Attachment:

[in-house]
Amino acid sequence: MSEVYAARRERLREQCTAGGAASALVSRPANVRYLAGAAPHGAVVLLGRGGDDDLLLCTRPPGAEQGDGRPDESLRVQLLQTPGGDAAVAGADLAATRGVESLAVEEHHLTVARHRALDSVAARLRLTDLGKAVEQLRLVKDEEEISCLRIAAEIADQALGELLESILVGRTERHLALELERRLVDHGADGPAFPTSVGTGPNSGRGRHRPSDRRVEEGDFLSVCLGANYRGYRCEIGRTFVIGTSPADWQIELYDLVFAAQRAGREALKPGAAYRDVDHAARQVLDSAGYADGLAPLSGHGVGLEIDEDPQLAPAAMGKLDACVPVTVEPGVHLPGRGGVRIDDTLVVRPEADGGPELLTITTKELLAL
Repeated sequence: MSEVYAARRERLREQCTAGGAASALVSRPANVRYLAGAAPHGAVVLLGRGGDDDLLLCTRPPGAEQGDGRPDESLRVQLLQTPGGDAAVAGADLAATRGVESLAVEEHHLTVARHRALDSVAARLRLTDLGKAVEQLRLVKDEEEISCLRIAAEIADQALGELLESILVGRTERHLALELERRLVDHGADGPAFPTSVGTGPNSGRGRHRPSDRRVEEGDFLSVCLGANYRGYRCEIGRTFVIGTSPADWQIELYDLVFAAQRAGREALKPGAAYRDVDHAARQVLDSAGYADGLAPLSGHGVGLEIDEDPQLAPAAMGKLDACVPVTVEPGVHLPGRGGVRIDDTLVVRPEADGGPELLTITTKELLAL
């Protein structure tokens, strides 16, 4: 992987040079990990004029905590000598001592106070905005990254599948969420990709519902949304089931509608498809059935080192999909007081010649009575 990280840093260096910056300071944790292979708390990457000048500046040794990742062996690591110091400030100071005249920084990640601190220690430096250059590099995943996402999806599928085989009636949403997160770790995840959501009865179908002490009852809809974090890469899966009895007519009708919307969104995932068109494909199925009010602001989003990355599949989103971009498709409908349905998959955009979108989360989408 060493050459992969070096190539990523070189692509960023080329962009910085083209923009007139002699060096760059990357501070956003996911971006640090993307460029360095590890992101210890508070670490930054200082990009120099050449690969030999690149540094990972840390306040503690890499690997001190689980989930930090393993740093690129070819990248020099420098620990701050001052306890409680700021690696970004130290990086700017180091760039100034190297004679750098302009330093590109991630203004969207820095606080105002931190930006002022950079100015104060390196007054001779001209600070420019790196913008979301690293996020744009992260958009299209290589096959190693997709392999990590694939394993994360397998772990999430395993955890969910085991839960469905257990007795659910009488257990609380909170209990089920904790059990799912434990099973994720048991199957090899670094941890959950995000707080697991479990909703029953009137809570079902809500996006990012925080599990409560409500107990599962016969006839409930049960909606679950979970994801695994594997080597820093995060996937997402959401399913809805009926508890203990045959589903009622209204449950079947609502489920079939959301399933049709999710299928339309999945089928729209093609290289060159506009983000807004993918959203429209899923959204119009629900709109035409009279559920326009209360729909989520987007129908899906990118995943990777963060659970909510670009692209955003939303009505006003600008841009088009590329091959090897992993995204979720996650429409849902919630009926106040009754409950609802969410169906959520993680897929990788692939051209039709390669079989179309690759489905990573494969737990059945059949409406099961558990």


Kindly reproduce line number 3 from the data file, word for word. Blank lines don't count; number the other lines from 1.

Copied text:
Repeated sequence: MSEVYAARRERLREQCTAGGAASALVSRPANVRYLAGAAPHGAVVLLGRGGDDDLLLCTRPPGAEQGDGRPDESLRVQLLQTPGGDAAVAGADLAATRGVESLAVEEHHLTVARHRALDSVAARLRLTDLGKAVEQLRLVKDEEEISCLRIAAEIADQALGELLESILVGRTERHLALELERRLVDHGADGPAFPTSVGTGPNSGRGRHRPSDRRVEEGDFLSVCLGANYRGYRCEIGRTFVIGTSPADWQIELYDLVFAAQRAGREALKPGAAYRDVDHAARQVLDSAGYADGLAPLSGHGVGLEIDEDPQLAPAAMGKLDACVPVTVEPGVHLPGRGGVRIDDTLVVRPEADGGPELLTITTKELLAL